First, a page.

Background: Resistance training has been increasingly incorporated into the overall exercise program because of its impact on muscle strength, functional capacity, and osteoporosis. High-intensity resistance training increases arterial stiffness. However, the effect of moderate-intensity resistance training on arterial stiffness is unknown.
Objective: To determine whether 12 weeks of moderate-intensity resistance training increases arterial stiffness in middle-aged women.
Methods: Thirty-five middle-aged women (32・9 years old) volunteered to participate. The subjects were randomly assigned to one of the following interventions: resistance training group, aerobic exercise training group, or control group. Resistance training group and aerobic exercise training group performed 12 weeks of moderate-intensity resistance training or aerobic exercise training (two days a week).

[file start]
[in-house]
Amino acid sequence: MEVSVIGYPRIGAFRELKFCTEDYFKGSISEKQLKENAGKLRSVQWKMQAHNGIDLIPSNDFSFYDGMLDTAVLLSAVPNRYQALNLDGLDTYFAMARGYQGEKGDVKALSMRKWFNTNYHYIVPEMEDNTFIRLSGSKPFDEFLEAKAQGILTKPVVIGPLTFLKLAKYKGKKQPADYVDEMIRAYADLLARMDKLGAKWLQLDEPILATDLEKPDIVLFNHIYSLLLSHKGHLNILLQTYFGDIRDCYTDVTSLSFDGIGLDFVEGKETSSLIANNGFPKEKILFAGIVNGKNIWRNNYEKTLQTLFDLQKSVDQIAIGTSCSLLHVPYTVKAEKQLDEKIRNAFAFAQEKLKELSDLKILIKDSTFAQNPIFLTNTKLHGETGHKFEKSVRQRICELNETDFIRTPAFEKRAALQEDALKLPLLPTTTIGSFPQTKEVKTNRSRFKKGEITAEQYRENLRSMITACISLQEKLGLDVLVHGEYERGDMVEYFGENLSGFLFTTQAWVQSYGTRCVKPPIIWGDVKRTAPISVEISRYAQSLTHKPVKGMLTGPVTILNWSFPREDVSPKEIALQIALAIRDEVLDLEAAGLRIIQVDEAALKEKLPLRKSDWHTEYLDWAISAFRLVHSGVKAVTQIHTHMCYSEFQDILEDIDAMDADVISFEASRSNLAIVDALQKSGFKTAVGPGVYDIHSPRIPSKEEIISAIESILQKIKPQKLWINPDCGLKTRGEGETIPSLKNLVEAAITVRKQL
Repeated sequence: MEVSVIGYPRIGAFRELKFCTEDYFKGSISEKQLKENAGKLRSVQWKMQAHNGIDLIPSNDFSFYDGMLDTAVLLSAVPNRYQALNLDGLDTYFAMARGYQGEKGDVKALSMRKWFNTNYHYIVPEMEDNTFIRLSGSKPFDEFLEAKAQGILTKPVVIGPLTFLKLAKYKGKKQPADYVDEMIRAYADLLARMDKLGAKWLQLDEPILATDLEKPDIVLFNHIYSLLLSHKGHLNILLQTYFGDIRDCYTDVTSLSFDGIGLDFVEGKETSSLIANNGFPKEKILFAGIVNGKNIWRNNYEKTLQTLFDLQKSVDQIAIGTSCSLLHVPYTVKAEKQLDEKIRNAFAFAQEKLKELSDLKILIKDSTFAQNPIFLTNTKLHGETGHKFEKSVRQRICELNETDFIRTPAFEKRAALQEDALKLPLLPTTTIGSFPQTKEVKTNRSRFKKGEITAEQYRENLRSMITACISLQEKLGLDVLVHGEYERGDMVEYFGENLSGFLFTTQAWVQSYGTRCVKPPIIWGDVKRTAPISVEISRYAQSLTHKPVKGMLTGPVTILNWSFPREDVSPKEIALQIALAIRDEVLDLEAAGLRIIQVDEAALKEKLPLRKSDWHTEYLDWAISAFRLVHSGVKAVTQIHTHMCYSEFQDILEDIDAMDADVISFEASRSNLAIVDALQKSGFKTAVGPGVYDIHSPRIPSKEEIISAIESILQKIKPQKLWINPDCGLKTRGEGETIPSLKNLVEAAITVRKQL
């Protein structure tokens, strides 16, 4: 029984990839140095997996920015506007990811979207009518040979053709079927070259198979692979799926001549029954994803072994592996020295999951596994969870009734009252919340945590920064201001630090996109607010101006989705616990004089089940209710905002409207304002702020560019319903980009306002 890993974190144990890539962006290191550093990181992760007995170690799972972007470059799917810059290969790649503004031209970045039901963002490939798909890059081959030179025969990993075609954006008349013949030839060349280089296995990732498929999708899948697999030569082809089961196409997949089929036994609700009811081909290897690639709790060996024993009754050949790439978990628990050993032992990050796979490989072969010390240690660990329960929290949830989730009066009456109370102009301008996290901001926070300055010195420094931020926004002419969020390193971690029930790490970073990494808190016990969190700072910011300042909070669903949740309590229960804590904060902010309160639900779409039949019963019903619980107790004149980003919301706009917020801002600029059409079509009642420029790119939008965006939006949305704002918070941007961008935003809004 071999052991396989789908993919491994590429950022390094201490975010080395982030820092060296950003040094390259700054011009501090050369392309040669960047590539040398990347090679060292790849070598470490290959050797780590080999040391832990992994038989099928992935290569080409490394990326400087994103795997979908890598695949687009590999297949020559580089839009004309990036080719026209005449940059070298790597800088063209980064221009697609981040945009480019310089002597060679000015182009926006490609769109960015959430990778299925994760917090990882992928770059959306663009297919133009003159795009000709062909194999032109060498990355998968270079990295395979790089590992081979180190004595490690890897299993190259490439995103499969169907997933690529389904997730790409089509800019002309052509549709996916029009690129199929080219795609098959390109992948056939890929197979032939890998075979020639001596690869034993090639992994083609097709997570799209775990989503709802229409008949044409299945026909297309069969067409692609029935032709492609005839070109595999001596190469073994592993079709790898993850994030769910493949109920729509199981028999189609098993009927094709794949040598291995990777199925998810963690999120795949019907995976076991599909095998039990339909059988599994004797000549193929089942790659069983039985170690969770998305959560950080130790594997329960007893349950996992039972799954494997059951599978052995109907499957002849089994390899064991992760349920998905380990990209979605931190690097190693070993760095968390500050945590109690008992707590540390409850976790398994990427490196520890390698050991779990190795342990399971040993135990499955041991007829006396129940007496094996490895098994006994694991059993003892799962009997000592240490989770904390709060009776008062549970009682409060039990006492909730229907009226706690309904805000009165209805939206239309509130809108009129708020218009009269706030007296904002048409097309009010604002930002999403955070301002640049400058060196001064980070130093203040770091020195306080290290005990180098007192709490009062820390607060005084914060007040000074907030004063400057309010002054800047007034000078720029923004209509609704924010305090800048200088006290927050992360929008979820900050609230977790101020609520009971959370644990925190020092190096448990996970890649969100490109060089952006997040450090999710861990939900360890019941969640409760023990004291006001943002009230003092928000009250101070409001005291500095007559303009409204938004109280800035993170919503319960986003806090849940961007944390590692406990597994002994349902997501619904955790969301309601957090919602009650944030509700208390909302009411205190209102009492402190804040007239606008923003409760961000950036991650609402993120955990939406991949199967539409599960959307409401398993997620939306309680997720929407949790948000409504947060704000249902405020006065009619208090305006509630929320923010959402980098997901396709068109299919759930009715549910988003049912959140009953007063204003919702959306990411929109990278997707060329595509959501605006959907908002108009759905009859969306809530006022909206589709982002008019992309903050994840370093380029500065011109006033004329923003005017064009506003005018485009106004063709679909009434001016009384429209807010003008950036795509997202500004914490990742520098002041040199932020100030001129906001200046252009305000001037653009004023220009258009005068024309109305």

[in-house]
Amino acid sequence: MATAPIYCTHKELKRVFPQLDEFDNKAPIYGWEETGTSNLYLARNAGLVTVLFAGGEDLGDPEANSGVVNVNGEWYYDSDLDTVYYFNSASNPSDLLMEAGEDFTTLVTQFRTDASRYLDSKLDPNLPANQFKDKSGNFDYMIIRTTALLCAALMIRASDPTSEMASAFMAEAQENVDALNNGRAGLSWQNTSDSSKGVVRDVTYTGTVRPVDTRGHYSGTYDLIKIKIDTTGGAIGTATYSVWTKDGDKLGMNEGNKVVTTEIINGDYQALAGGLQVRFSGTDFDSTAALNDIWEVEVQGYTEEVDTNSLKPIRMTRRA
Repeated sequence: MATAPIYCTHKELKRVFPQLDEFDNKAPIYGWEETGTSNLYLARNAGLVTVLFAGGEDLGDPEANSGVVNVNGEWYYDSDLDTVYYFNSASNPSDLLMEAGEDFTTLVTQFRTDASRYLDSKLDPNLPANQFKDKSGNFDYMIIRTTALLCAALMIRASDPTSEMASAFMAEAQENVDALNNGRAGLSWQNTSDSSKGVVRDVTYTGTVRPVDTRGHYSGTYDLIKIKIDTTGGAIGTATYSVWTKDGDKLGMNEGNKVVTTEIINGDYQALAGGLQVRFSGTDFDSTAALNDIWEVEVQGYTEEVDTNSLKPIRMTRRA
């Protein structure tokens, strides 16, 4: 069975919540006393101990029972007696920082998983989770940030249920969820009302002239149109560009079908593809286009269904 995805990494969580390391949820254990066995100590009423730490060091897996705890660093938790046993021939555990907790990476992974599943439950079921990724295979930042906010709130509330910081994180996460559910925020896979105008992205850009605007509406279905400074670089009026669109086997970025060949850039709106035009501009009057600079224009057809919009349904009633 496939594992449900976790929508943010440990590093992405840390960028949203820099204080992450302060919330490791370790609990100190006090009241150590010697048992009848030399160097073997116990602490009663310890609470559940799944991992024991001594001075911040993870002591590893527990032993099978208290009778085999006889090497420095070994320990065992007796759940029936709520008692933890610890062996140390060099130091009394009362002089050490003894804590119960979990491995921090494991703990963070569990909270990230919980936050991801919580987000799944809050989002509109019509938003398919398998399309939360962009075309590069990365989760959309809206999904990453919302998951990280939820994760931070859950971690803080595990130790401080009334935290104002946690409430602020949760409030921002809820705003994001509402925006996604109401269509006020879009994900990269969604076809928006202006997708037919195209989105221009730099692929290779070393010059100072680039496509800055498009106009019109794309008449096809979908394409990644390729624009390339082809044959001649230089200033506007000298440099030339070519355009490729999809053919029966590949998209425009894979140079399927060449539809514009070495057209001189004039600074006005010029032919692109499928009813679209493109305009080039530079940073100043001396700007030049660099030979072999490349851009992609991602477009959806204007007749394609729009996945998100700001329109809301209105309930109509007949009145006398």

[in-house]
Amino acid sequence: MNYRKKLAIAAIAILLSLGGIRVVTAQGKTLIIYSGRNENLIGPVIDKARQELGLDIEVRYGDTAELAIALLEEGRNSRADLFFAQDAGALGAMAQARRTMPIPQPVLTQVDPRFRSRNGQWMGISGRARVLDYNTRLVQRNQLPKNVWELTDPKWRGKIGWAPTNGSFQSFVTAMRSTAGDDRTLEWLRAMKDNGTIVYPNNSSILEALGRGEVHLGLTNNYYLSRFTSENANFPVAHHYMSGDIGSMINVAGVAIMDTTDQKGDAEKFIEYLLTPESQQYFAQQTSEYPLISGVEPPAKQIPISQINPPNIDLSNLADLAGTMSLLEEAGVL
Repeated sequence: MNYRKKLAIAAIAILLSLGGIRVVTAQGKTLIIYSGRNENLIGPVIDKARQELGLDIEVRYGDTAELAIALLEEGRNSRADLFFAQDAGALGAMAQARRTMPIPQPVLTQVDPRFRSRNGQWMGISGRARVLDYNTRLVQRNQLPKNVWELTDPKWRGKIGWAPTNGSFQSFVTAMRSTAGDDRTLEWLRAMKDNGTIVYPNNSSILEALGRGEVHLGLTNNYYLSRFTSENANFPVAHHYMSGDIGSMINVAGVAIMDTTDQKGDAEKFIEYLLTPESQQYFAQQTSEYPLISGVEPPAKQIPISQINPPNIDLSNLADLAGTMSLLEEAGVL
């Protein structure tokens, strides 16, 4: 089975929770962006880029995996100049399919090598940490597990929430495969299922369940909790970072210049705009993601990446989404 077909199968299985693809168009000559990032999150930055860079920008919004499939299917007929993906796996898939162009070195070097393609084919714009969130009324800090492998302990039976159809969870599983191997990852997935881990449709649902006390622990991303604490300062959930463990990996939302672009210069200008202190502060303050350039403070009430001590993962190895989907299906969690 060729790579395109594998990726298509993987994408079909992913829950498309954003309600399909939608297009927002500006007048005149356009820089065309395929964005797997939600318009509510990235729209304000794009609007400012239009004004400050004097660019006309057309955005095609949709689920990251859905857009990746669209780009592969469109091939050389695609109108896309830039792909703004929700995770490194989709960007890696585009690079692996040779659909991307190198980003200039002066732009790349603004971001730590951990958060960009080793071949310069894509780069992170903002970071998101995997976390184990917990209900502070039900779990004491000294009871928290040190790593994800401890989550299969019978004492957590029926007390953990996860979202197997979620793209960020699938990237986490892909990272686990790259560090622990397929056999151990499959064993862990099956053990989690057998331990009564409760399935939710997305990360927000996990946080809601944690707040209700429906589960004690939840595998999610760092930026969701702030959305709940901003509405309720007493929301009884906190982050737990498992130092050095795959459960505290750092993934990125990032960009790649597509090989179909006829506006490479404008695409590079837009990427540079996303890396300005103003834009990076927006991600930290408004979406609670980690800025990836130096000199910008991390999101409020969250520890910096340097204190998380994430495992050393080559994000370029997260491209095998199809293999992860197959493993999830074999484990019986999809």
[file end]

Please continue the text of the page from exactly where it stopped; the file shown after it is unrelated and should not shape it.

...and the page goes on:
Results: In resistance training group, one-repetition maximal strength significantly increased after the intervention. Interestingly, aortic (carotid-femoral) pulse wave velocity (PWV), an index of arterial stiffness, and peripheral (femoral-ankle) PWV did not change with moderate-intensity resistance training. On the other hand, in aerobic exercise training group, carotid-femoral PWV significantly decreased after the intervention. Resistance training and aerobic exercise training did not affect blood pressure.
Conclusions: The present study demonstrated that moderate-intensity resistance training did not increase arterial stiffness in middle-aged women, which may have great significance for health promotion with resistance training.
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